Global Fan Base. Brian Callahan and I published it starting July 1996 at our second website (The Haunted Village in innovative weekly serial chapters. I would post the next sequential chapter every Sunday evening, to be read by eager readers around the world as they arrived at work for their morning coffee or tea. In those days, few had home computers, so most sneaked a little recreational reading at work. Publishing in San Diego, we received raves from readers across the U.S. and as far away as New Zealand, Germany, South Africa, Canada, and other far-flung locations.
Originally published in 1996 as Heartbreaker, John Argo retitled the novel This Shoal of Space in 1998. Brian Callahan, co-publisher at the time, did the first covers and all web design.
Bestseller. This novel became a bestseller at the original Rocket eBooks and Barnes-Noble websites, and later at Fictionwise, where it had nearly 500 ratings, about 90% of them Great or Good.
Virtual Reality. Among the original themes in this novel was the idea of Virtual Reality (years before films like The Matrix or Inception, although we make no claim for first placeunless you consider that the VR in this novel involves arrayed microcomputers (PCs), actually laptops in effect, which were new at the time (I owned an early Toshiba). I first encountered the concept of virtual paging as a technical writer working at a major aerospace firm in San Diego. When some mainframe programmers explained the concept to me, my agile SFnal mind immediately conjured what would become known as virtual reality. Ray Bradbury gets at least early credit for the concept with his short story The Veld in the 1950s, but I was having a lot of creative fun. That's what counts. The notion of arrayed computers also comes into play (read the novel, please).
[*] Further History Notes: VR. Virtual Reality (VR) and similar names apply to a story type that became popular with the film The Matrix 1999, which I found enjoyable; but I was already there with This Shoal of Space (written 1990, published online 1996 original title Heartbreaker at The Haunted Village (too early for the Wayback Machine; hosted by the original Electriciti on India Street in San Diego). While I invented my own trope, I am quite conscious, however, that VR (or whatever you want to call it) was already there long ago. At least as early as 1950 with Ray Bradbury's brilliant (Saturday Evening Post) short story The Veldt. I would suggest also that VR is a strong component of the work of Argentine author Jorge Luis Borges, whom I greatly admire; just one example being The Circular Ruins. The history of this parallel-reality fiction goes far back, to be sure. I commend This Shoal of Space to you as a wholly original artistic creation that, once it has been done being ignored, will appeal mainly to those same consumers (like myself) who, for example, fell in instant, life-long love with Blade Runner sitting in a SoCal movie theater in 1982. You either get it or you don't; no big deal. Hold the rocks and rotten tomatoes. I am very happy with what I have created. [JTC]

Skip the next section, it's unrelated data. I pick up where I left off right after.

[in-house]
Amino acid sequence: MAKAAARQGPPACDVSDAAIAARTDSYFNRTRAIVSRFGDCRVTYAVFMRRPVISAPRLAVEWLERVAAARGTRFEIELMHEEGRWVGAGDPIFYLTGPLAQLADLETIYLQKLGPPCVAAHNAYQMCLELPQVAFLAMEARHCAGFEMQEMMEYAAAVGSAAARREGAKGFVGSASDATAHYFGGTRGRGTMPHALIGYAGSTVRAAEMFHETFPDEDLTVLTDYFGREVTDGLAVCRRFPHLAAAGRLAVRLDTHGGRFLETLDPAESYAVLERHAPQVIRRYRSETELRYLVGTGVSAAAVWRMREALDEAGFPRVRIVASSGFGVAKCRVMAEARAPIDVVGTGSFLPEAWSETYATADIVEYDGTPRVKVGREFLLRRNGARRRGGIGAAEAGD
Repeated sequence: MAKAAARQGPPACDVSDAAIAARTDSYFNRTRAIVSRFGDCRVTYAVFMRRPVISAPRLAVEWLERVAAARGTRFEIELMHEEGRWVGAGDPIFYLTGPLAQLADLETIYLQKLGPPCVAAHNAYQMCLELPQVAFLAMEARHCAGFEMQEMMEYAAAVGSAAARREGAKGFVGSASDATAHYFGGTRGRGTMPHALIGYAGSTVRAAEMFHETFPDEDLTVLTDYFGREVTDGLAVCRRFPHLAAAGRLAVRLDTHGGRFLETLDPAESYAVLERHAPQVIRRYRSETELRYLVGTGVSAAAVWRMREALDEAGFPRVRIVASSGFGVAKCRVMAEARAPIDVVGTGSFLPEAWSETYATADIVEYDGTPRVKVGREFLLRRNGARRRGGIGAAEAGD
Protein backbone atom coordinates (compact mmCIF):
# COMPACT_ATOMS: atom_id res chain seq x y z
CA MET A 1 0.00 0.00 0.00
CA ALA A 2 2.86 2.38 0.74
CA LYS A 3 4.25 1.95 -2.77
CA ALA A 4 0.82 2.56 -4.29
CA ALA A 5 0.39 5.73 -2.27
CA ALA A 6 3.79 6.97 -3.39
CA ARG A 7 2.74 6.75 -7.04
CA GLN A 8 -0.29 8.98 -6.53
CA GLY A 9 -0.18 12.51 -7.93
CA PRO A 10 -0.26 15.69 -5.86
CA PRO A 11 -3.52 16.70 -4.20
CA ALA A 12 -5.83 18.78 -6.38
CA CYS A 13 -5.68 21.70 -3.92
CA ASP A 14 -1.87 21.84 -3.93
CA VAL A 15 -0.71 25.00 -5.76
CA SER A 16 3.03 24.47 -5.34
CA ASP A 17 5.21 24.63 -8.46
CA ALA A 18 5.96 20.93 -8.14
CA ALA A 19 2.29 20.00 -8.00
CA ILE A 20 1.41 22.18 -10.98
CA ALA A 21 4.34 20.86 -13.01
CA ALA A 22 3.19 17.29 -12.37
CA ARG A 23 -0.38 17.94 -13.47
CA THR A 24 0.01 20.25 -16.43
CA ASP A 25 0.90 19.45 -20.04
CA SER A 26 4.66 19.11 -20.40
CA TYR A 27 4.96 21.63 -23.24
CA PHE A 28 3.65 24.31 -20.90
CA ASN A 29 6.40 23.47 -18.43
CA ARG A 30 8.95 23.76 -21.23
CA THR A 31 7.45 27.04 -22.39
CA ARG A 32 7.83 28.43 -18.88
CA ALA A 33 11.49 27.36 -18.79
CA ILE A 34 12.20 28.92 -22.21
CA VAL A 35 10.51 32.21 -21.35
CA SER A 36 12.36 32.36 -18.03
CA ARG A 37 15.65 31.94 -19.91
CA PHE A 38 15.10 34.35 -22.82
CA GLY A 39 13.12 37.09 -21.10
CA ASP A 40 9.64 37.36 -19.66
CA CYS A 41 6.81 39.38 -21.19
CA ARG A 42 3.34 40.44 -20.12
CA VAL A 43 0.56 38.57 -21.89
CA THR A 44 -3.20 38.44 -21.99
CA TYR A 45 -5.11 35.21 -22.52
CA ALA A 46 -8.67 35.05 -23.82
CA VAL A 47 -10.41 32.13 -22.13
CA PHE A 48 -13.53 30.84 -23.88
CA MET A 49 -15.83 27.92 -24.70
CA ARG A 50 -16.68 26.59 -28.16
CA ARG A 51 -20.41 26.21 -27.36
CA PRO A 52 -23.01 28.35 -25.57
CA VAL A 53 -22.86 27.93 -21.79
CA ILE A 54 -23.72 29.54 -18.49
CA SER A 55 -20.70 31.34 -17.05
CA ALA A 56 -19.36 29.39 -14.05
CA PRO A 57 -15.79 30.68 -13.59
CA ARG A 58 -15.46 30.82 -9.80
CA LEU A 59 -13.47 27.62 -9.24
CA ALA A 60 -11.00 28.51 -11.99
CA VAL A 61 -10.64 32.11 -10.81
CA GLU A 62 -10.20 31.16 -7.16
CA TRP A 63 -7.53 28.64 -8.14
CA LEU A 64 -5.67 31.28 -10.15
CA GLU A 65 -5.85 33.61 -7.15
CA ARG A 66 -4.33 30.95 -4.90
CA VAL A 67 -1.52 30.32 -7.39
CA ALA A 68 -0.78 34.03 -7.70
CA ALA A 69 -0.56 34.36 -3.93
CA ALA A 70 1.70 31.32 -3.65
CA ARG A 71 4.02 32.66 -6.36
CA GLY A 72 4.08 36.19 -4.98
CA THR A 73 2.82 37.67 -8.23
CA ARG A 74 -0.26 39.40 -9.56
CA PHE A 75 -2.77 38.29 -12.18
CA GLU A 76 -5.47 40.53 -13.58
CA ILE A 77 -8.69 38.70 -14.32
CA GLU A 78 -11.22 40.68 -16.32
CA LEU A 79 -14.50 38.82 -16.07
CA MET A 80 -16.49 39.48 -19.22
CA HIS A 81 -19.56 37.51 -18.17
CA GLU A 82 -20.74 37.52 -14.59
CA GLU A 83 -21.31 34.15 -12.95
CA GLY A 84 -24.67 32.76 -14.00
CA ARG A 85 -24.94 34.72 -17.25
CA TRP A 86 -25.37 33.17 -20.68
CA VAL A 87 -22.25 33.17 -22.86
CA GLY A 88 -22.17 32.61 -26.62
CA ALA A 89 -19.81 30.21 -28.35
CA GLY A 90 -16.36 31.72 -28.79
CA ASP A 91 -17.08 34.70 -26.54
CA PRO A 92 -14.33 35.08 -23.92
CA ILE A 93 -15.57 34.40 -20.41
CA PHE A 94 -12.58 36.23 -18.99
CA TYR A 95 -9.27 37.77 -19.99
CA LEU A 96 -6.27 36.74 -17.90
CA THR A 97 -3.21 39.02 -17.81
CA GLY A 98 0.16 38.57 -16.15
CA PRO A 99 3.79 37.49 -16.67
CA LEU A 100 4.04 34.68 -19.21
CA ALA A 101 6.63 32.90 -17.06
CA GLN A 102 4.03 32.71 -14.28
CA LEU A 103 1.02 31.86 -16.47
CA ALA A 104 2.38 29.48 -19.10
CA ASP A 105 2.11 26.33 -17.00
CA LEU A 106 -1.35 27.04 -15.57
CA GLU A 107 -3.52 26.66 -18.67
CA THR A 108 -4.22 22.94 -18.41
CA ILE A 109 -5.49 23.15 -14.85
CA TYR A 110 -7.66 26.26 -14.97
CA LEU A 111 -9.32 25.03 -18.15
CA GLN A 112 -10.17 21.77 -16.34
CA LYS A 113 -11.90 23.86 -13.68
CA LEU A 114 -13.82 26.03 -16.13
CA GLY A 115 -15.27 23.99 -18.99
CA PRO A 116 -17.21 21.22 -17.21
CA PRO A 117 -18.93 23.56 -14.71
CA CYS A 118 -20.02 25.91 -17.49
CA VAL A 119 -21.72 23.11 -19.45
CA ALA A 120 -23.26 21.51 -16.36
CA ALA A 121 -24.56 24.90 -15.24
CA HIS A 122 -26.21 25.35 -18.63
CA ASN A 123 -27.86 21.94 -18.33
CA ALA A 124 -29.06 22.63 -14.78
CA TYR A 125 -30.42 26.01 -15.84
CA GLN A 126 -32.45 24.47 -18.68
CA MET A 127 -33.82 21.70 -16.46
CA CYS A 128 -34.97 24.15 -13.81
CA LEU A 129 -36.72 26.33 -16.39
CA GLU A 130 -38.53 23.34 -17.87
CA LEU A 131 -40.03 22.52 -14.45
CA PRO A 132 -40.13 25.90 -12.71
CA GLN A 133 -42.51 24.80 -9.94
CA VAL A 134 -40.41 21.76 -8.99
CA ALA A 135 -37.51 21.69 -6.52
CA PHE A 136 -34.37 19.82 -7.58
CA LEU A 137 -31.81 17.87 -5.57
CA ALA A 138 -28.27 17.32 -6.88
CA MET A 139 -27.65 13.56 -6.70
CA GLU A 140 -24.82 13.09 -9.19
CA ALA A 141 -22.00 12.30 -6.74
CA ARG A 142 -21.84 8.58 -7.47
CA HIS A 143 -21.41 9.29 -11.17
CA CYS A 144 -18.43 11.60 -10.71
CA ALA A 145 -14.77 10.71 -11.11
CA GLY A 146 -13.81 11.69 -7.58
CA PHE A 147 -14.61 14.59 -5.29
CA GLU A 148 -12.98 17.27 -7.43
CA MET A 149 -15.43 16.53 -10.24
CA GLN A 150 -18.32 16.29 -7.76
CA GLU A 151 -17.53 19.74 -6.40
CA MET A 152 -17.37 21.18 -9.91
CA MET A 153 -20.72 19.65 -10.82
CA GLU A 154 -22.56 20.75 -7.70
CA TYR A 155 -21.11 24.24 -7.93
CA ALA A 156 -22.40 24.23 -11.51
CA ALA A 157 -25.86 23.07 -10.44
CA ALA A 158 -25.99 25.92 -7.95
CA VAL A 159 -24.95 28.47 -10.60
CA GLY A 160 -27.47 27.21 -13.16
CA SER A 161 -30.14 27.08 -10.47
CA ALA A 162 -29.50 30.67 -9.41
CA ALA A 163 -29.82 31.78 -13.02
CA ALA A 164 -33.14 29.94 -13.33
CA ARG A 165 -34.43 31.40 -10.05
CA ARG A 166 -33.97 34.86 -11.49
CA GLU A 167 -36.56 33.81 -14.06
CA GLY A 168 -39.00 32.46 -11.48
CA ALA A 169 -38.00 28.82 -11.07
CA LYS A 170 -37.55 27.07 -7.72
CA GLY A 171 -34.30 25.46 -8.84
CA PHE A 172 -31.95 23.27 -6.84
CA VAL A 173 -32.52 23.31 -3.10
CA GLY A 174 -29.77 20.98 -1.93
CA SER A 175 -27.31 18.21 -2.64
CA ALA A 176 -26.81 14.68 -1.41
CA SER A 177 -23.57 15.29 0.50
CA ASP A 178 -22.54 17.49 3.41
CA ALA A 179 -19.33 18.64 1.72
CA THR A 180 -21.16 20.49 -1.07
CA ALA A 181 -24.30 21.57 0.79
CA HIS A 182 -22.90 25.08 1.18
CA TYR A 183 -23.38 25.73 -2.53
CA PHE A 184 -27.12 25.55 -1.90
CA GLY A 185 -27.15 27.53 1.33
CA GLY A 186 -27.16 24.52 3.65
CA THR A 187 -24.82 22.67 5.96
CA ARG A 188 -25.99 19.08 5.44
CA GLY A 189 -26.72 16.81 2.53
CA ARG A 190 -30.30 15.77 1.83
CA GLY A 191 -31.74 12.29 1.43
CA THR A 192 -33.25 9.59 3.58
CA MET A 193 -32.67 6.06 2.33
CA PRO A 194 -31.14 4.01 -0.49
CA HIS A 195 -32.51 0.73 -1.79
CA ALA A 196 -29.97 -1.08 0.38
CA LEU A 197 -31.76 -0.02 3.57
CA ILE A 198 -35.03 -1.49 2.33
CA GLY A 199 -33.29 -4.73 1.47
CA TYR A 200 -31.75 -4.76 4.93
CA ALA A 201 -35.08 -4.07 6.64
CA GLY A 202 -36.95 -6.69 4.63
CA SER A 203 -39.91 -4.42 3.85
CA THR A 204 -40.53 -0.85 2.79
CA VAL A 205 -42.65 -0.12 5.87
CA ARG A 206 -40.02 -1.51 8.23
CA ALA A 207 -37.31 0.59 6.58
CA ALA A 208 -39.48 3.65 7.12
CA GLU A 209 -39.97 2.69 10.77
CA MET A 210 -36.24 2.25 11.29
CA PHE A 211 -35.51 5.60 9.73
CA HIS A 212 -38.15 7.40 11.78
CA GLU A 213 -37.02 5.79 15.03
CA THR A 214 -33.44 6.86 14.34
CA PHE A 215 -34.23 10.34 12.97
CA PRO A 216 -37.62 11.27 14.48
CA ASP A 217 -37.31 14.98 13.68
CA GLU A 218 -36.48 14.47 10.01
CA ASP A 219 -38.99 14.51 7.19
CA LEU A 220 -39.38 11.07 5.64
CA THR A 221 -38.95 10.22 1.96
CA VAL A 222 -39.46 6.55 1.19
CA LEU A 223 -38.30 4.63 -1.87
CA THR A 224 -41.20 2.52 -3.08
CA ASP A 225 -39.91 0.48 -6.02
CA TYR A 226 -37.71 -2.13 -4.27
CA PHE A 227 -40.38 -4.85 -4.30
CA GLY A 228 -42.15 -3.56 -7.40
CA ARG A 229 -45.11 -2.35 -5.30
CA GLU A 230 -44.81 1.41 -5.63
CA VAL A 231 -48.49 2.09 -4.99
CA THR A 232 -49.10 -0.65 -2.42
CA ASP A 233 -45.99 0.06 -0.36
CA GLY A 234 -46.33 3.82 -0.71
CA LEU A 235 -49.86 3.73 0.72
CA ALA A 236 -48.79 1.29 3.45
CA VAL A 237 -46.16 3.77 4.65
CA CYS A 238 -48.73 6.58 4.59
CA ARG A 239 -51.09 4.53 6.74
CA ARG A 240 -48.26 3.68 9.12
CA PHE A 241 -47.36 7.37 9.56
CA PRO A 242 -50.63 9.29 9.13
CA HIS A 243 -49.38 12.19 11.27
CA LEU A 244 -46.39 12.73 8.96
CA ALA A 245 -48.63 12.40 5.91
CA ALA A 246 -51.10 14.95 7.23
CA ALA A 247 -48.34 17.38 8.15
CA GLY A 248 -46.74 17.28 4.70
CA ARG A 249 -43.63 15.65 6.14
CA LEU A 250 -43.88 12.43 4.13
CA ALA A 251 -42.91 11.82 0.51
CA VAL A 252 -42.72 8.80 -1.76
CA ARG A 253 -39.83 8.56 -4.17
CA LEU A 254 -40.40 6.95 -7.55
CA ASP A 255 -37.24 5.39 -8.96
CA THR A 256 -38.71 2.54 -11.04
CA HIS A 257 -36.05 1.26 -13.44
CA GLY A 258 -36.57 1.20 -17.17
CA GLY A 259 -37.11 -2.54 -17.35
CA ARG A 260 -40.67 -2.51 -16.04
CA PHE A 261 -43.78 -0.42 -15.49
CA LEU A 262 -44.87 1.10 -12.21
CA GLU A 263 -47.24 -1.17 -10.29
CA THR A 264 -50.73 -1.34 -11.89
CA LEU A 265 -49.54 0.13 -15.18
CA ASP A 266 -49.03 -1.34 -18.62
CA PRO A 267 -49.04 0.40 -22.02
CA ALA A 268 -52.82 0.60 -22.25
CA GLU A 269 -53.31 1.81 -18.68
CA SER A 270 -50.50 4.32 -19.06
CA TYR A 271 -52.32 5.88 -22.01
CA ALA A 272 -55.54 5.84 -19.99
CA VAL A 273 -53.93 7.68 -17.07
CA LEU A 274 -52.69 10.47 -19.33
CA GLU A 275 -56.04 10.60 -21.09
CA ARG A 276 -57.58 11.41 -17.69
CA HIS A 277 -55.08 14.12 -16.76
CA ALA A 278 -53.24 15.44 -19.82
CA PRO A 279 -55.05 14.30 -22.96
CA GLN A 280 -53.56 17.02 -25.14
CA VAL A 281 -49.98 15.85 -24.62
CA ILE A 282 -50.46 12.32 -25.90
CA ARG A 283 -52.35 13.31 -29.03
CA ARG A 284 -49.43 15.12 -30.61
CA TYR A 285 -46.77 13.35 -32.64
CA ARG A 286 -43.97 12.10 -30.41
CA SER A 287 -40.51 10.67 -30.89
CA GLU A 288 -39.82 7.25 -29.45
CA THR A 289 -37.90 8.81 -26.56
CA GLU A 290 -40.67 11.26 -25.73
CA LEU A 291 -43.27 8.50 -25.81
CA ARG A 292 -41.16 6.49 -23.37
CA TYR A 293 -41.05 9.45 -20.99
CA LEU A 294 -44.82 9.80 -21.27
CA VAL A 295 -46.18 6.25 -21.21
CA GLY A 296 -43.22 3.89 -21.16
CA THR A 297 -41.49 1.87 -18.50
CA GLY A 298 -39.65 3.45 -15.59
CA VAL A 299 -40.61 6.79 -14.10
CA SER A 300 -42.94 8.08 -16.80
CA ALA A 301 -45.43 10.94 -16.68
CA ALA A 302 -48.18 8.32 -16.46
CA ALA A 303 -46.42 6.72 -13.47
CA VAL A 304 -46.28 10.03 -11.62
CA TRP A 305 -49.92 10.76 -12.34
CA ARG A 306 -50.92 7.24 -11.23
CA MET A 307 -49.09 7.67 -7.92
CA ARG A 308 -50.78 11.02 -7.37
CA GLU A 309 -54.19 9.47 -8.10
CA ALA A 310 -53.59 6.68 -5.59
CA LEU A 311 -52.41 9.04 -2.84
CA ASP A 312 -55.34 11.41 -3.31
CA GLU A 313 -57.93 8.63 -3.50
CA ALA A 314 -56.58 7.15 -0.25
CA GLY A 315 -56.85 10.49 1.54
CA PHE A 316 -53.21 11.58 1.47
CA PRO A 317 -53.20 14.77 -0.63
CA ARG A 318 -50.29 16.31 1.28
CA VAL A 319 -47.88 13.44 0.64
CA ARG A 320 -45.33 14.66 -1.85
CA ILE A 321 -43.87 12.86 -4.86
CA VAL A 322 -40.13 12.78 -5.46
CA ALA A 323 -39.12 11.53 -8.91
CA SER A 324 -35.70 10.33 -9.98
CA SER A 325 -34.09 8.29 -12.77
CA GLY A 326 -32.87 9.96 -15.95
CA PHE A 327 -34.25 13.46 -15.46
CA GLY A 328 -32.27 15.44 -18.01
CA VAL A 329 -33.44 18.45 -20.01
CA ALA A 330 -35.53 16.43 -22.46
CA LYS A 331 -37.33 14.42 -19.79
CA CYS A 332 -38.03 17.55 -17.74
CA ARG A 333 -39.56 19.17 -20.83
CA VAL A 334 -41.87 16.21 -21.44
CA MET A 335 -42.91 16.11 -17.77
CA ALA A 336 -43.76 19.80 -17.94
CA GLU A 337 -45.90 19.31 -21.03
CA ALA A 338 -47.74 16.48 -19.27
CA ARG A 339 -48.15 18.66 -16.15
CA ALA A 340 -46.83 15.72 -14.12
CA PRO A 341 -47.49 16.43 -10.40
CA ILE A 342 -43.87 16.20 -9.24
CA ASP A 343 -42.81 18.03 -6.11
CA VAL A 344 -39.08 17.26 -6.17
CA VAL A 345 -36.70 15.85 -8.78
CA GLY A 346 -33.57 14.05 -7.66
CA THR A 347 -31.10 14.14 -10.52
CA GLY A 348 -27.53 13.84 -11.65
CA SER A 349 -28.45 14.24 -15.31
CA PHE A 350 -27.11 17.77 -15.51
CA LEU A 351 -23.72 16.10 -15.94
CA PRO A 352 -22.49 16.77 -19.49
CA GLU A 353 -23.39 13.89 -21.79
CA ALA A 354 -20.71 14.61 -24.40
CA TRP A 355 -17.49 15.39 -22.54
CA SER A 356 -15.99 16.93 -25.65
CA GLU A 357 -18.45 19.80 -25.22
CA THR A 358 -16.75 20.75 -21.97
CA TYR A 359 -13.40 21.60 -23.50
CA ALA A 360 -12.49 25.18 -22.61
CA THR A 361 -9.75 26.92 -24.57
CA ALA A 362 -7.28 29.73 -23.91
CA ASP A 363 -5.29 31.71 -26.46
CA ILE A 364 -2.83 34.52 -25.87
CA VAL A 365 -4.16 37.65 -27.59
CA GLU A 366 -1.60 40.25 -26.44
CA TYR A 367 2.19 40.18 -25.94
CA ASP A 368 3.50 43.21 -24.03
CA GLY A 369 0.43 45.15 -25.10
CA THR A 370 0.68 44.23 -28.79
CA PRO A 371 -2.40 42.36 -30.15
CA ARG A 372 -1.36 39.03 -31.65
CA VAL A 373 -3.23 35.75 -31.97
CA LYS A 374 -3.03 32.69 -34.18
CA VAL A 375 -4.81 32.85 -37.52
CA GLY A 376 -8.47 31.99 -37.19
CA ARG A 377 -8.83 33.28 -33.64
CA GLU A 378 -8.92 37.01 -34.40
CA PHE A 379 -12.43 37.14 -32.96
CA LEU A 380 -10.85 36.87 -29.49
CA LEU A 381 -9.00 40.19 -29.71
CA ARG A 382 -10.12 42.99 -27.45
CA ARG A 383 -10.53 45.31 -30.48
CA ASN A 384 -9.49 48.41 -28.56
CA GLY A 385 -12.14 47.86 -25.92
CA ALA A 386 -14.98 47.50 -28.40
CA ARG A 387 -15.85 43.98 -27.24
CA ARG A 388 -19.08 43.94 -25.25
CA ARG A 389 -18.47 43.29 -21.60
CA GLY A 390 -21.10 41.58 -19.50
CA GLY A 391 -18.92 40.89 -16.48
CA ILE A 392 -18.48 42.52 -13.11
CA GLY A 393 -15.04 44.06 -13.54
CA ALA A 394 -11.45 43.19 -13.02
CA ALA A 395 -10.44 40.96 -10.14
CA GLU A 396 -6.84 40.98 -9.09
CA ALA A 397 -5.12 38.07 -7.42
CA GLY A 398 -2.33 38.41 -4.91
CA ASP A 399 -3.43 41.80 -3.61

What is DarkSF? DarkSF is the Dark Chocolate of Science Fiction. DarkSF is not about gore or grue but about art and atmosphere. It is literary and poetic. Think of the artful genius of Ridley Scott's 1982 Blade Runner or Alex Proyas' 1998 Dark City or Julien Leclercq's 2007 Chrysalis, just to name three. The best SF is DarkSF because it tends to embrace sweeping themes in a rich broth of art and atmosphere. The list is long, and includes far more of world literature than our Puritanical society is allowed to think. Elements occur in the Epic of Gilgamesh, Homer's Iliad and Odyssey, Dante's Divine Comedy, Defoe's 1719 Robinson Crusoe, and tales by many modern masters. We'll be publishing a special DarkSF website soon to celebrate.
Clocktower Books Museum Pages. You can read more about all this at the Clocktower Books Museum pages. It's also preserved in the last iteration of The Haunted Village SFFH. Remember, this was before e-commerce, so we published my work for free (promotionally, as Karen Wiesner described it in her history about all this). Check out this Wayback Machine page (screen capture before squatters bought CTF and turned robots off in hope of extorting money; no such luck, trogs): The Wayback Machine entry for CTF dated 9 January 1998 states that we already had over 250,000 words of original fiction by John Argo online by that timedating to our first websites published in early to mid 1996. Brian Callahan and I were two busy guys in the 18 months before 9 Jan 1998. All of that was my own fiction (John Argo). As a history (nonfiction) writer, I love learning about the past so I can understand the present and glimpse the future. As a true SF writer, I will pilot my keyboard toward the sunrise and tomorrow.